Back on the road: Vocal jazz group looking to harmonize once again at Nashville concert

Bob Ferreira is as on target with his humor as he is with his precise vocal harmony with the long-running musical group The Four Freshmen.

When the quartet with Columbus roots performed in Columbus two years ago, the percussionist mentioned in his between-song chatter that he and his vocal jazz bandmates loved repackaging older material to give it new life.

“So, now we’re going to do our Britney Spears medley,” he quipped as the crowd laughed. “Then, we’ll do some Kiss.”

Truth be told, that’s just the group’s senior member — 28 loyal years and counting — having unscripted fun onstage. And he guarantees it’ll be more than fun when at least the 26th incarnation of the group performs for one of the first times since the COVID-19 pandemic shut down most concert halls early this year. The performers will be in concert Aug. 21 at a half-capacity, socially-distanced Brown County Playhouse in Nashville.

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Unless Indiana Gov. Eric Holcomb moves the state to its final stage of the Back on Track Indiana plan, about 225 tickets will be available. Otherwise, it could be nearly 450 seats.

“We’re chomping at the bit to get out again,” Ferreira said, speaking by phone from his home in Las Vegas, Nevada, where he said a major casino just cut its entire entertainment staff. “We just feel fortunate to still be able to do what we love.”

And that love focuses especially on vocal jazz classics that the original Four Freshmen, including late Columbus natives and brothers Ross and Don Barbour, took and made a national name for themselves with songs such as “It’s a Blue World,” “Graduation Day,” “Poinciana,” and others from the late 1940s to the mid-1950s.

The foursome later heavily influenced more modern groups ranging from The Beach Boys to Manhattan Transfer. The original group was so special that it was nominated for six Grammy Awards. The Beach Boys’ Brian Wilson, lauded by many as something of a musical genius, has said he wore out the grooves of his Four Freshmen LPs trying to imitate the harmony.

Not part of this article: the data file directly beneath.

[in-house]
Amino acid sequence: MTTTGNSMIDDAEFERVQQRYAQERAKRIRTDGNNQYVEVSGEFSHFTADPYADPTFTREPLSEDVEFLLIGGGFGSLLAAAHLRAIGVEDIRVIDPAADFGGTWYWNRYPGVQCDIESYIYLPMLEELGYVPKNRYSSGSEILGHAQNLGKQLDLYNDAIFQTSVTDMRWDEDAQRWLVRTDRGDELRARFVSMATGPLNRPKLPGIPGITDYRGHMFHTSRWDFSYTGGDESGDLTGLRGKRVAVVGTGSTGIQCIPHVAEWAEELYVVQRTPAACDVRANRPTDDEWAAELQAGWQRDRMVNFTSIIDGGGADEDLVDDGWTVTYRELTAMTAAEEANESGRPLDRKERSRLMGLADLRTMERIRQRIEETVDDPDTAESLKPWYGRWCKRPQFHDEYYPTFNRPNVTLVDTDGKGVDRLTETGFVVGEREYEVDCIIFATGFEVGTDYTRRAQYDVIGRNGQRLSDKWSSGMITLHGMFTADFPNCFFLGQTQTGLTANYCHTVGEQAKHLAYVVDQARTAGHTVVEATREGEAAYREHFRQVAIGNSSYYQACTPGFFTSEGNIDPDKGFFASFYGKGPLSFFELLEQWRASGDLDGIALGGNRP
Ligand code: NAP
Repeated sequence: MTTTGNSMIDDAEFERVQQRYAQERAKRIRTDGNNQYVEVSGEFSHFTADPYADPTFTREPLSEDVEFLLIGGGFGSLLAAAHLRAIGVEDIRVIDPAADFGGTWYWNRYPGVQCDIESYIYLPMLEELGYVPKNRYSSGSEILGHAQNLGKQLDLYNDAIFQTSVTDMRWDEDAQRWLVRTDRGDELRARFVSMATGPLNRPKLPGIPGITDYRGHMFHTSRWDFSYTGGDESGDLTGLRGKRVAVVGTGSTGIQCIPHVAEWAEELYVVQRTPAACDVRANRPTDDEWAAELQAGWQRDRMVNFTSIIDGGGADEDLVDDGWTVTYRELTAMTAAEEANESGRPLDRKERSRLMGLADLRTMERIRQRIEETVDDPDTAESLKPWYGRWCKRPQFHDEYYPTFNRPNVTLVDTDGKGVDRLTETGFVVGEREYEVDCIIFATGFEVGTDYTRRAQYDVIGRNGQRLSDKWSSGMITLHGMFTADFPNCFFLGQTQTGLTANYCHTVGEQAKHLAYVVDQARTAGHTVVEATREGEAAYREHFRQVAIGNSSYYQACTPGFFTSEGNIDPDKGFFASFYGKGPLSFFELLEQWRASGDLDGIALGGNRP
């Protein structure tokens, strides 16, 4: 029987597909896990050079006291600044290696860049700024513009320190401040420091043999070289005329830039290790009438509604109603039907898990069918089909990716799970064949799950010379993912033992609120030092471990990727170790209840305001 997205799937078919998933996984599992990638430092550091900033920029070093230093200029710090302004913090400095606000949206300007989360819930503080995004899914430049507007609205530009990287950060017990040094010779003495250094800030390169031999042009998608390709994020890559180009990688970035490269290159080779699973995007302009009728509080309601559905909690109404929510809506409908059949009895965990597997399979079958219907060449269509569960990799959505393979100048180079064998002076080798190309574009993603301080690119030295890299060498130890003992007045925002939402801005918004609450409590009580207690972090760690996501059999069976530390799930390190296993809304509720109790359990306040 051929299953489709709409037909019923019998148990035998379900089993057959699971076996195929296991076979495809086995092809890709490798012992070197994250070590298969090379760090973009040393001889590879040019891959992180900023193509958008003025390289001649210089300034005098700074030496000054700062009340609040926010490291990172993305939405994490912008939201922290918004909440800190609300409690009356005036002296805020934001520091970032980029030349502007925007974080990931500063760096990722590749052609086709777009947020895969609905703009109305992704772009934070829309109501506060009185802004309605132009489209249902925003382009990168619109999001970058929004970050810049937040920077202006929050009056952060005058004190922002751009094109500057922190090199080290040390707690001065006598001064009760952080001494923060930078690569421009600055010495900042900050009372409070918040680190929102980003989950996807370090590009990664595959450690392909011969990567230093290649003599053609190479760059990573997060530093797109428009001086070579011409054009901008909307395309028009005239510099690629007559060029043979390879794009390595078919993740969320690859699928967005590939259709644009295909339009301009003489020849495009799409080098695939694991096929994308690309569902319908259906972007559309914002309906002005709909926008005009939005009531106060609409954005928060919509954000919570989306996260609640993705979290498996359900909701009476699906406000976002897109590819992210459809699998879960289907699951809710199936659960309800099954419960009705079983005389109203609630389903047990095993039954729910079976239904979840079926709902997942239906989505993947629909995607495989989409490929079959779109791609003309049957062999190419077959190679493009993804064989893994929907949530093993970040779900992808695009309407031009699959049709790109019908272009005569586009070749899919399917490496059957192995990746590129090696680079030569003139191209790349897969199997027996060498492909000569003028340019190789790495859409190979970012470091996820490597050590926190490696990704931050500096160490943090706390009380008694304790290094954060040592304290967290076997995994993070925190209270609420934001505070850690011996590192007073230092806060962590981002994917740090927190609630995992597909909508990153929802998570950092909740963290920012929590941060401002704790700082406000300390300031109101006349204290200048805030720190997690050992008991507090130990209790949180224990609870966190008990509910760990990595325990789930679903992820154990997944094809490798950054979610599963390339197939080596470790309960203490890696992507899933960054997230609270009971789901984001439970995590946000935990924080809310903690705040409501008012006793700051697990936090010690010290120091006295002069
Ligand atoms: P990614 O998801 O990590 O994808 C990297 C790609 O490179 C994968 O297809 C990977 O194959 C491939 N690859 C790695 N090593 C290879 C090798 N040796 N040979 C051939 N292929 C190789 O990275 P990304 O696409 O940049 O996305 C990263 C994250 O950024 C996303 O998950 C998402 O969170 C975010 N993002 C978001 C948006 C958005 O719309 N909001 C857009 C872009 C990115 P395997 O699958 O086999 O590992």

And this version of the original quartet is still surprised to see high school students of today performing Four Freshmen arrangements of songs such as “Ain’t Seen Nothin’ Like You” on YouTube.

Because of such interest, the group regularly has done master classes and workshops with high schoolers.

“This proves we’re reaching way more people than just our key (older) demographic,” the artist said.

Seventy-eight-year-old Brown County Playhouse Board Chairman Bob Kirlin is a fan of the Four Freshmen, but has never seen the group live. He is looking forward to it.

“The No. 1 thing is, I can clearly understand their lyrics,” Kirlin said. “And their music is so relaxing. In today’s world, I think we all need to slow down a little bit.”

And perhaps enjoy a laugh now and then, which his why group members have mentioned that they sprinkle humor liberally through many shows.

“We’re not just homogeneous automatons,” Ferreira said. “We definitely each have our own distinct personalities.”

And if audiences can’t smile at the possibility of the group jumping into a Britney Spears or Kiss tune, Ferreira always can playfully offer another alternative: The Doors, since he also plays in a tribute band for that classic rock group. Whatever the style, he’s grateful that tunes remain a broad-based bridge builder.

“In this age of so much division, it’s comforting to know that people still can come together in unity one thing,” he said. “And that’s music.”

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Who: Vocal jazz harmony group The Four Freshman.

When: 7:30 p.m. Aug. 21.

Where: Brown County Playhouse, 70 S. Van Buren St. in Nashville in Brown County.

Tickets: $24 and $25.

Available: browncountyplayhouse.org or 812-988-6555.

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